Yes we don’t usually think about it. Our music is a reflection of what we are and we are all these influences, so it’s natural for us to mix them. Then it’s about what we listen to. For example she [Naomi] usually listens to a lot of hip-hop, while I mainly listen to African music, jazz and many soul singers. Then, of course, we take from our Yoruba culture at large, and a little bit from the French too, because we grew up in France. So I think that our music mixes all these influences naturally, with no pushing”.

Therefore, we popped the question if there was one culture that gets a bigger share of their creativity and embodies Ibeyi’s soul better than the others, and, as a matter of fact, they are also the daughters of a musician who helped make Cuban music history.

Naomi responded:

I think that there are more French and Cuban flavours in our music”.

That was the same opinion of Lisa’s:

Yes we are mainly French and Cuban. But we don’t want our music to be more French, Yoruba, Cuban or hip-hop. We like the fact that is really mixed”.

As mentioned, Miguel ‘Angá’ Díaz [their father] was a percussionist who indelibly linked his name to Irakere, Buena Vista Social Club and Cuban music at large, while their mother is a singer and their manager. So, we were curious to know how much their talented family sses their career. Lisa explained to us:

We grew up in a family which used to listen to a lot of music all the time, so we grew up liking and enjoying music. But our father never taught or urged us to play any instruments. The other good thing is that, since we were following our parents, we grew up going to many shows and connecting with the music world. We were the only babies in the audience, so people were kind to us.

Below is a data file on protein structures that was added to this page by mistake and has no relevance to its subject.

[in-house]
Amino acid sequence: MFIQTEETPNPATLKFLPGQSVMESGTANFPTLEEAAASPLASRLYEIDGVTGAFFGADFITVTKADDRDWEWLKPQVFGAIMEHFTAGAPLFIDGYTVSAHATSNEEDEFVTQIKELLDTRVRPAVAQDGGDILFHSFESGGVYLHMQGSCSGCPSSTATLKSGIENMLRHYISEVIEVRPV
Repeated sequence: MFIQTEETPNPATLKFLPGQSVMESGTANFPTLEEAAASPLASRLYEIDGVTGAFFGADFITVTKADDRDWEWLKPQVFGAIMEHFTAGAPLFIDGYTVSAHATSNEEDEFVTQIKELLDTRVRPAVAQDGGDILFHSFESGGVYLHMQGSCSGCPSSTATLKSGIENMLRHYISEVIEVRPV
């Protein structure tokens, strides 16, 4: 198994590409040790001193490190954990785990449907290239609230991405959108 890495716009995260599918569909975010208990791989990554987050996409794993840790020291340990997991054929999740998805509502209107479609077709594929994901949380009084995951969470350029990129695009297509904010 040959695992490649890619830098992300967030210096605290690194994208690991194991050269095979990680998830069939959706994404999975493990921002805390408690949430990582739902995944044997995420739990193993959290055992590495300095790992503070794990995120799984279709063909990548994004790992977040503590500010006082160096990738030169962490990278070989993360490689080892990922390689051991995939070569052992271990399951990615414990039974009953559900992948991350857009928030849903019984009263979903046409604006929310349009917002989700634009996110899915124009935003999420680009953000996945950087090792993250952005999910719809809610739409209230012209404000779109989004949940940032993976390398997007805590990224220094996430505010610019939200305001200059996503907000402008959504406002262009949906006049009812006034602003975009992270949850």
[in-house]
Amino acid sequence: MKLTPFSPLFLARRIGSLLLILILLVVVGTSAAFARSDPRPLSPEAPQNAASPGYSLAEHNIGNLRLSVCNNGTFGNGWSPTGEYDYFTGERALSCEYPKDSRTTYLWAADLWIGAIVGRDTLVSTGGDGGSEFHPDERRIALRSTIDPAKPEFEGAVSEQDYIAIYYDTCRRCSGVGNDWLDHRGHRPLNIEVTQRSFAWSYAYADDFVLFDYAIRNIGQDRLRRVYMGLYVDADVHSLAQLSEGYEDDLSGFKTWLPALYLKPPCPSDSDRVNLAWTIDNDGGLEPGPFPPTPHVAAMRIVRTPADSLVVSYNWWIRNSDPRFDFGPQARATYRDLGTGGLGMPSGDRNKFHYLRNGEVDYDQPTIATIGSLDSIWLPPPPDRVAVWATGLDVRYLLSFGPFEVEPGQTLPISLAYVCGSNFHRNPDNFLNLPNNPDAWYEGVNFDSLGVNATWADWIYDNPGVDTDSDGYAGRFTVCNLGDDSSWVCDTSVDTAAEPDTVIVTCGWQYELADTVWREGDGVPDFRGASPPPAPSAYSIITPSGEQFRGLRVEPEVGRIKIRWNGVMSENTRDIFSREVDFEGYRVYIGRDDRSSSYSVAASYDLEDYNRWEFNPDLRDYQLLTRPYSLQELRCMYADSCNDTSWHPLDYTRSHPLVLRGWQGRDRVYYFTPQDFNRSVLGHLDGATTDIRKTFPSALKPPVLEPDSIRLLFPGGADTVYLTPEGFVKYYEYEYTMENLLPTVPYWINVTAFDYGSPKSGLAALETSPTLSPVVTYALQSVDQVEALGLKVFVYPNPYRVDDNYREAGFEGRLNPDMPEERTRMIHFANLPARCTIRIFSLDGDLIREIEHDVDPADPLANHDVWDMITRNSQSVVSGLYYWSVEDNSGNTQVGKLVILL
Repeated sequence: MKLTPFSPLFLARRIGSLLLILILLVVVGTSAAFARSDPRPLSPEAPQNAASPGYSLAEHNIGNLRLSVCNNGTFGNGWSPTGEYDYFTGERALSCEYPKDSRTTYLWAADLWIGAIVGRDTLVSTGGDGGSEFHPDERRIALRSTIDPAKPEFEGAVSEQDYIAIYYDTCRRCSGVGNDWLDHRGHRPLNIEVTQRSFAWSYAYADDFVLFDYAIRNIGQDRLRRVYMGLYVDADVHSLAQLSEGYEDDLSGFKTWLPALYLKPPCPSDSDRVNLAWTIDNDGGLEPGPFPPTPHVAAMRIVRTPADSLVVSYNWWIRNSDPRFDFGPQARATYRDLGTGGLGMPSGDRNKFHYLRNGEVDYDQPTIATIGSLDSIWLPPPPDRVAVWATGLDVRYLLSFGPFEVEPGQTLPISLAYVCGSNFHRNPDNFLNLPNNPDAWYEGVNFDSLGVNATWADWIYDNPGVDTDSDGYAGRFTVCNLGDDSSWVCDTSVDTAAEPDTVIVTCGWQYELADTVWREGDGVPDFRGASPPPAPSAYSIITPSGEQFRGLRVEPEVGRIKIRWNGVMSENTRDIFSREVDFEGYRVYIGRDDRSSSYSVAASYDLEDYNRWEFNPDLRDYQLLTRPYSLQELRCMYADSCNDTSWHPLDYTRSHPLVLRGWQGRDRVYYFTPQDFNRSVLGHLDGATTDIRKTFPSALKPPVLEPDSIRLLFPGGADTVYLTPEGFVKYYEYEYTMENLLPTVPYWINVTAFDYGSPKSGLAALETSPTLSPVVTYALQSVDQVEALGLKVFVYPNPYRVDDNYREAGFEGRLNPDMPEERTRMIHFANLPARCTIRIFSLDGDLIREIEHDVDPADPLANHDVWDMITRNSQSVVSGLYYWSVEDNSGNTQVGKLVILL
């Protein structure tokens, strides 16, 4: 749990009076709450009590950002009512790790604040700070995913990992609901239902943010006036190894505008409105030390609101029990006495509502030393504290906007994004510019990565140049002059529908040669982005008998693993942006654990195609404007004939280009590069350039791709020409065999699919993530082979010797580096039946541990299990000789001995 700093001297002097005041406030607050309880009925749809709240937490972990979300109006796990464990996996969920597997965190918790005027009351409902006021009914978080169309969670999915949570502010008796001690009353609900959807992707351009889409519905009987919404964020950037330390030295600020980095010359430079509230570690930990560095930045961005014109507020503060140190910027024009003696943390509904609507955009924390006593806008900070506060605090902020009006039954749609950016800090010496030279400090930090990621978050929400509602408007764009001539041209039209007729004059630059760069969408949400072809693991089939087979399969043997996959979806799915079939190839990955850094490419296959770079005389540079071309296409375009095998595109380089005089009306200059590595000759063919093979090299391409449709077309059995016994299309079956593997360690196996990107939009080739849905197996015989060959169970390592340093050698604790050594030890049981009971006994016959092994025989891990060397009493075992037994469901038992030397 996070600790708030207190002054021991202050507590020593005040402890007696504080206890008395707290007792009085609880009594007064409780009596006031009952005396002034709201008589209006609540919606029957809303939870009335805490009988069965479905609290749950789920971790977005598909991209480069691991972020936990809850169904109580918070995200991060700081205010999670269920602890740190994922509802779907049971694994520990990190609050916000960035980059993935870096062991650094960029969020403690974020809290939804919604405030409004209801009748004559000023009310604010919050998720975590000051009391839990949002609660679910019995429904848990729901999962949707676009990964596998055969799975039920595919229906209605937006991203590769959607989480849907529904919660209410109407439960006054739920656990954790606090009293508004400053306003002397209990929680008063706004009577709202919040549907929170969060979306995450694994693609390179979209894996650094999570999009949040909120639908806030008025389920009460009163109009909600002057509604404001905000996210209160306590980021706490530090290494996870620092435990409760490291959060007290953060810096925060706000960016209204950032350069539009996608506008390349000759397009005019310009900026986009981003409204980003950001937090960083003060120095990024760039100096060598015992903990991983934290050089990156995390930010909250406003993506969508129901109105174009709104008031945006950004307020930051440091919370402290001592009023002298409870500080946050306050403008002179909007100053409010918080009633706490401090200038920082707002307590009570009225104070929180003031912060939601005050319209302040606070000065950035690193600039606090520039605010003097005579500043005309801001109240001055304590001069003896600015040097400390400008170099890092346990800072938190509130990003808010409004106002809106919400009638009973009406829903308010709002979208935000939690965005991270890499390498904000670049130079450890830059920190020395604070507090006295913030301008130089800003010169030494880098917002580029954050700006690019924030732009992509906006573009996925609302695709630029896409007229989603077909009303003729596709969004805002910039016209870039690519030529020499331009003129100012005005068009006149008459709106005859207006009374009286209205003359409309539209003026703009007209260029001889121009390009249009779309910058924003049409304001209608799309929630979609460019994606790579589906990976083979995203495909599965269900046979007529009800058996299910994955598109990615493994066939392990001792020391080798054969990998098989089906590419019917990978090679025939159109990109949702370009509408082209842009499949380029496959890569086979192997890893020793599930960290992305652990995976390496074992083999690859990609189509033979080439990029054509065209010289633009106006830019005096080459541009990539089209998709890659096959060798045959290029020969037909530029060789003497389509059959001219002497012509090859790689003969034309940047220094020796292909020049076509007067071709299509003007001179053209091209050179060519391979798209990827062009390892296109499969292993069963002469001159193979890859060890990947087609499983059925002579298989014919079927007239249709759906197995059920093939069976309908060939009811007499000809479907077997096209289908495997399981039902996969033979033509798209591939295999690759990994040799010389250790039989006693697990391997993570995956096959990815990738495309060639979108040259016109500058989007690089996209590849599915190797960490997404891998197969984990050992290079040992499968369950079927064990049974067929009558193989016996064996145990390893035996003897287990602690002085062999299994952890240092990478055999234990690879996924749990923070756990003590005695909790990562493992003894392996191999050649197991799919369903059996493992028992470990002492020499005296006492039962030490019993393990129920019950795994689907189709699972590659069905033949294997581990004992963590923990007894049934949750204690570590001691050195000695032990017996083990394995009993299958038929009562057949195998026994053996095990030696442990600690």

Then, Lisa wanted to pinpoint one thing. She smiled and said:

“But, we were no Mozart! Our father never expected or told us that we had to be musicians”.

And Naomi continued: “Yes, not even to practice: it was entirely our decision”.

Consequently, we wondered how that decision was working and how Ibeyi’s project was going. Naomi answered with self-assurance:

The process is quite natural: Lisa usually writes the songs and the music, then I come up with the rhythm. Once in the studio we know exactly what to do, even if we haven’t already decided”.

However, WOMAD wasn’t the first time we met Ibeyi. We were introduced to them last November when they were supporting the natural talent of Angelique Kidjo during her London’s gig. So we asked them how they felt to play next to her, and whether there are any other influences for their music. Lisa recalled that gig with passion, saying:

Oh my God…I love Angelique! I really love her”.

Naomi agreed: